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  1. Free, publicly-accessible full text available December 1, 2022
  2. Abstract Advanced building climate control systems have the potential to significantly reduce greenhouse gas emissions and energy costs, but more research is needed to bring these systems to market. A key component of building control research is testing algorithms through simulation. Many high-fidelity simulation testbeds exist, but they tend to be complex and opaque to users. Simpler, more transparent testbeds also exist, but they tend to neglect important nonlinearities and disturbances encountered in practice. In this paper, we develop a simulation testbed that is computationally efficient, transparent and high fidelity. We validate the testbed empirically, then demonstrate its use through the examples of system identification, online state and parameter estimation, and model predictive control (MPC). The testbed is intended to enable rapid, reliable analysis of building control algorithms, thereby accelerating progress toward reducing greenhouse gas emissions at scale. We call the resulting testbed and supporting functions the bldg toolbox, which is free, open source, and available online.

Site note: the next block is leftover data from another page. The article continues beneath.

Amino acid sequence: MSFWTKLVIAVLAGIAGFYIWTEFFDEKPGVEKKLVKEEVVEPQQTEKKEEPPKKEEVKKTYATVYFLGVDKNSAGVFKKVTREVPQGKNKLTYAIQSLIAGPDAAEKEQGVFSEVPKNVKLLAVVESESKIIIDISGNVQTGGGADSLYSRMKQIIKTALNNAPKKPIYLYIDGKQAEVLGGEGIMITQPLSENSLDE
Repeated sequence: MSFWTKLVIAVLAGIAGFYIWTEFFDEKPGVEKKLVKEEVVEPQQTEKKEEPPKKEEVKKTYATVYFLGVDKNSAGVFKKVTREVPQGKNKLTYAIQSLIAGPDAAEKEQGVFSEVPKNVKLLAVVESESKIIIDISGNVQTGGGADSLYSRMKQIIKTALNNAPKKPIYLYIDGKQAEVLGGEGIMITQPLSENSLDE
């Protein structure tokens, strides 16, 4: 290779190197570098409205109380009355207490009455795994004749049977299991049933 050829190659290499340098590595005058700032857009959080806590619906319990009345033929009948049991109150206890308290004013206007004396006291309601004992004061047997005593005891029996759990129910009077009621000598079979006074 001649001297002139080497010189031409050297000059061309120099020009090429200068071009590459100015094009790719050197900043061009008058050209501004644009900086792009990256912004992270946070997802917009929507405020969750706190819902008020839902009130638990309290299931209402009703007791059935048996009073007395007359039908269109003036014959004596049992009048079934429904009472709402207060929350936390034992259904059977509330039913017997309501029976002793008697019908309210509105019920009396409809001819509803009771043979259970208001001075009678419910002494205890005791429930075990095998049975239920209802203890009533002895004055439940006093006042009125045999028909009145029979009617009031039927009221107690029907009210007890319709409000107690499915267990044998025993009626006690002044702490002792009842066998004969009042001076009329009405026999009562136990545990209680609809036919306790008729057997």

3. Abstract The integration of variable and intermittent renewable energy generation into the power system is a grand challenge to our efforts to achieve a sustainable future. Flexible demand is one solution to this challenge, where the demand can be controlled to follow energy supply, rather than the conventional way of controlling energy supply to follow demand. Recent research has shown that electric building climate control systems like heat pumps can provide this demand flexibility by effectively storing energy as heat in the thermal mass of the building. While some forms of heat pump demand flexibility have been implemented in the form of peak pricing and utility demand response programs, controlling heat pumps to provide ancillary services like frequency regulation, load following, and reserve have yet to be widely implemented. In this paper, we review the recent advances and remaining challenges in controlling heat pumps to provide these grid services. This analysis includes heat pump and building modeling, control methods both for isolated heat pumps and heat pumps in aggregate, and the potential implications that this concept has on the power system.